Web Performance Indicators to Care About
Having a fast site has always been important for visitor experience and search engine optimization (SEO). But how do you know if your site is fast? Typing your site's URL into the browser and watching it load can tell you a thing or two, but we want numbers. We want metrics!
In this article I'll cover three web performance indicators to care about: first contentful paint, largest contentful paint, and time to interactive. There are a lot more metrics out there, but these three give you a good look into visitor experience on your site. You'll learn why these performance metrics matter and how to measure them on your own site.
Let's jump in.
First Contentful Paint (FCP)
The time it takes for the FIRST text or image to be painted on the screen. It's probably not what your visitor came for but its anything being painted on the screen. This is the first thing your visitor sees on the page. Your site visitors want some sign that your site is working on their request. Seeing a blank page is discouraging. Even a loading spinner is better than nothing.
Google wants your FCP time to be under 1.8 seconds to be in the green zone. Anything more and you are compromising the user experience on your site. (https://web.dev/first-contentful-paint/)
Largest Contentful Paint (LCP)
The time it takes for the largest image or text block to become visible. The megabytes or kilobytes do not come into consideration here. This is all about physical screen real estate.
The assumption is that the largest physical piece of content to be rendered to the page will be what the user came to see. For example, for this blog post you are reading now, the text is the largest piece of content and it is indeed what you came for; I hope.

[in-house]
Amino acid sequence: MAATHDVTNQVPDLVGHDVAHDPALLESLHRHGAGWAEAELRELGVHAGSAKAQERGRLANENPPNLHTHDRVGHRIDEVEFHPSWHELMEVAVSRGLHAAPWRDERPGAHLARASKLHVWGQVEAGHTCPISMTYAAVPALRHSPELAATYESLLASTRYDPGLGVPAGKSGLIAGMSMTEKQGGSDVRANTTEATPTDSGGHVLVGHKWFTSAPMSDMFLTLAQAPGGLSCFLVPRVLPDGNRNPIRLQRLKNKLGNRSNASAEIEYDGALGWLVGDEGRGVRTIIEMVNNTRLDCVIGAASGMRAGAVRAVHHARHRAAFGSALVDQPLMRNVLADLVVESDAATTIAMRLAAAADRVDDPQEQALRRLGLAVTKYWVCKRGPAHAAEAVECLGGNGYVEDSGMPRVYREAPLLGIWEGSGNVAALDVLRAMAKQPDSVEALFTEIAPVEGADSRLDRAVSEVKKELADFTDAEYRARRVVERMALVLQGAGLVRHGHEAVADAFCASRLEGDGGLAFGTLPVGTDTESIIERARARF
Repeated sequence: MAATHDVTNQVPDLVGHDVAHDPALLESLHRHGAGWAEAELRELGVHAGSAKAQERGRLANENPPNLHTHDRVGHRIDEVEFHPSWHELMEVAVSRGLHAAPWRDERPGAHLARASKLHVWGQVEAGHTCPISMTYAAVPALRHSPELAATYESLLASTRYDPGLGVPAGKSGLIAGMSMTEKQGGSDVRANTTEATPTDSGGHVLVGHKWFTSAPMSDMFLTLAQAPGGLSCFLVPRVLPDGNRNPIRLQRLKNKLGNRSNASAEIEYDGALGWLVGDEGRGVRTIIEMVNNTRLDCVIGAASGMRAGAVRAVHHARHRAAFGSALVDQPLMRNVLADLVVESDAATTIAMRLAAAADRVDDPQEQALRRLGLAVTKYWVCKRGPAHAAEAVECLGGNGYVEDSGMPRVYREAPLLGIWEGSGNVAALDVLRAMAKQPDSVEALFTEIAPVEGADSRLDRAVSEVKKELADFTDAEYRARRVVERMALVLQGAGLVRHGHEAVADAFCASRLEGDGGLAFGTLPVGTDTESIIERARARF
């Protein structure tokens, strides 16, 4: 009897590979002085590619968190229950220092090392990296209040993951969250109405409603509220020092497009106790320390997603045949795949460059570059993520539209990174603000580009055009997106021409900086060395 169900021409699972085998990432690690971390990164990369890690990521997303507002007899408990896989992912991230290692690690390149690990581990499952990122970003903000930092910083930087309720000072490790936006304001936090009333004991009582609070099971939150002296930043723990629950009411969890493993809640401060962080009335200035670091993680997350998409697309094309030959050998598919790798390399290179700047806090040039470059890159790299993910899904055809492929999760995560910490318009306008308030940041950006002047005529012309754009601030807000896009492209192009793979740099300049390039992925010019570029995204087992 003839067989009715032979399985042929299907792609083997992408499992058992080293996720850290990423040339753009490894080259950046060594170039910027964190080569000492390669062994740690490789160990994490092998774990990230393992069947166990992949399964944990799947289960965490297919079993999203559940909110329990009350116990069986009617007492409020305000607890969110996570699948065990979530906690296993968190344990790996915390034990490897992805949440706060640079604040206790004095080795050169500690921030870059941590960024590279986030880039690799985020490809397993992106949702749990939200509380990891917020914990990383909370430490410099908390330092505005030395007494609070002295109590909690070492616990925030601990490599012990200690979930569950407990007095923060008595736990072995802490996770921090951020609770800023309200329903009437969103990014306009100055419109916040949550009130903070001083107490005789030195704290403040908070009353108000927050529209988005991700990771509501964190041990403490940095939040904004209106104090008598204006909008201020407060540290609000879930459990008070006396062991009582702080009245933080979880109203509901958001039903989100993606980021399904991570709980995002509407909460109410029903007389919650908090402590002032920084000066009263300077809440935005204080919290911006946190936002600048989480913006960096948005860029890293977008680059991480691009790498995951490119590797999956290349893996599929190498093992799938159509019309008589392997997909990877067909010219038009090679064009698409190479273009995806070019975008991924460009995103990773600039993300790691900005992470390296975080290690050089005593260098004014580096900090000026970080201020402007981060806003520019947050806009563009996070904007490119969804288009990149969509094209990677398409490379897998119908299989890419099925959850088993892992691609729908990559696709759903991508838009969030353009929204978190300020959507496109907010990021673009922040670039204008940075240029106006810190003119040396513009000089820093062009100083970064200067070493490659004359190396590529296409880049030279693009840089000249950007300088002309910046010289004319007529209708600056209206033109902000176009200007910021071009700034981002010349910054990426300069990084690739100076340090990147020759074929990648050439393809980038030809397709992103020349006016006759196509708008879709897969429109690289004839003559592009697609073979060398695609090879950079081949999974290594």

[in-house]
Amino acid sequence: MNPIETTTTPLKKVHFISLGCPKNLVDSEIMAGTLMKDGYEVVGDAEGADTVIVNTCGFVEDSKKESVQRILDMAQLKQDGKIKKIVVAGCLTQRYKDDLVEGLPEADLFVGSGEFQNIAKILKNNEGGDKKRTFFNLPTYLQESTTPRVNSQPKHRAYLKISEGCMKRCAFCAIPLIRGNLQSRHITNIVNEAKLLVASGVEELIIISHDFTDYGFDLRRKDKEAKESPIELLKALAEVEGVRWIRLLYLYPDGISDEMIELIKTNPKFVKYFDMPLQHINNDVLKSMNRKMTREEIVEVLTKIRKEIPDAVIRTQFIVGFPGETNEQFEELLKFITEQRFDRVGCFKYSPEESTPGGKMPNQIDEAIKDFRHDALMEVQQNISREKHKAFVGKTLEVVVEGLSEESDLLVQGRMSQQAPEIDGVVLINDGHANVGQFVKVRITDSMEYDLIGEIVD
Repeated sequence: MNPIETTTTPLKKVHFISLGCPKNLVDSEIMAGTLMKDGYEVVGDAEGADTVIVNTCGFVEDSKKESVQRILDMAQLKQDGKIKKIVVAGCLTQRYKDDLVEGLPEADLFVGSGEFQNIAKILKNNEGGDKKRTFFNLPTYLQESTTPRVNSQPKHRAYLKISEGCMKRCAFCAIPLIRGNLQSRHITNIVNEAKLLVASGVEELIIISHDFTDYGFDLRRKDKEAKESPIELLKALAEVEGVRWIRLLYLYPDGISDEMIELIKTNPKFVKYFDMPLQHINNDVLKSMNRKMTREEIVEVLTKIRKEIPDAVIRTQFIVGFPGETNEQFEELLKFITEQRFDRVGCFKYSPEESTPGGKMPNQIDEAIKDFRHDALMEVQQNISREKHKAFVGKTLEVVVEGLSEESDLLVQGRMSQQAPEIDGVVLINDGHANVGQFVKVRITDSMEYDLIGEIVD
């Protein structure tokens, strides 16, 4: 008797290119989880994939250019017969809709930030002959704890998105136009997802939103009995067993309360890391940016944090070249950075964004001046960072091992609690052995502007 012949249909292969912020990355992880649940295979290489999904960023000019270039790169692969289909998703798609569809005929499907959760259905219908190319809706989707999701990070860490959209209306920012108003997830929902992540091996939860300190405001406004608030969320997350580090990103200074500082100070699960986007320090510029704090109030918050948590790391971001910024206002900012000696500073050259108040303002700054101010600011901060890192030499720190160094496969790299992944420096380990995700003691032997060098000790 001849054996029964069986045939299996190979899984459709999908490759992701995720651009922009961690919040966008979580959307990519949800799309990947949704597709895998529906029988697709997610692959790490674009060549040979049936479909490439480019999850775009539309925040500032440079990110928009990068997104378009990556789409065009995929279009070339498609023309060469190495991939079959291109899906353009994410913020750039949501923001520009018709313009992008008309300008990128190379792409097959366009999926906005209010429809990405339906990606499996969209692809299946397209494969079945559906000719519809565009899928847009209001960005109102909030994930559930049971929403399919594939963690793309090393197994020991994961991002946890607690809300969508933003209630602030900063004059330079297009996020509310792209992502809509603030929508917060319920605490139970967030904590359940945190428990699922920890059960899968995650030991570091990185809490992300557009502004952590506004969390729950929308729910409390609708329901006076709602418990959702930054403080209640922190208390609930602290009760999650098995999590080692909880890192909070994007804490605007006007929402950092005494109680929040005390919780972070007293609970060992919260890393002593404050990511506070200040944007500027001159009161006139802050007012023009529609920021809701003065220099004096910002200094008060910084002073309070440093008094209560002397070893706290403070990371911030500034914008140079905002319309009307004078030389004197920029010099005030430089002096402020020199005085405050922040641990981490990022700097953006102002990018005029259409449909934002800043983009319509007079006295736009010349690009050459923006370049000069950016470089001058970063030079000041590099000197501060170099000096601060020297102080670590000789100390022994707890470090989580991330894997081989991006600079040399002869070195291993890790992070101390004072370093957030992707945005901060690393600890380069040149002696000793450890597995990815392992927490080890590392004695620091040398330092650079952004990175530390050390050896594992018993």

A good LCP time is anything under 2.5 seconds. Visitors want to see what they came for in 2.5 seconds or less. (https://web.dev/first-contentful-paint/)
Time to Interactive (TTI)
The time it takes for the page to become FULLY interactive. This is important because some pages prioritize visuals and will load up a beautiful-looking page. But when you try to click a link or scroll the page, it appears frozen. The page looking complete but not interactive is a big disruption in user experience.
Under 3.8 seconds is considered a good TTI score by Google. (https://web.dev/interactive/)
There are more performance indicators out there, but FCP, LCP, and TTI can give you a good overall idea of how your site is performing.
How to measure web performance?
https://web.dev/measure/ gives you an easy way to measure the performance of your site. Type in your URL, click Run Audit, and you will get your results shortly after.
You can also run a test directly in Chrome using the Chrome Dev Tools (Open by pressing F12). Lighthouse is usually the farthest right tab at the top, so it might be hard to see. I prefer using Chrome Dev Tools because then I can put Chrome into Incognito mode. When in Incognito mode, you usually get better results because certain things like extensions, tracking, cookies are disabled.
Both tools will give you the FCP, LCP, TTI, and a good deal of other metrics.
The performance of your website is extremely important. Every visitor wants their results instantly. It's up to you to monitor your site and optimize where appropriate. Diving deeper into web performance there are many many factors but a great starting point is focusing in on first contentful paint, largest contentful paint, and time to interactive.
If you use one of these tools, let me know. Share your results with me on Twitter @ThomasJDesmond!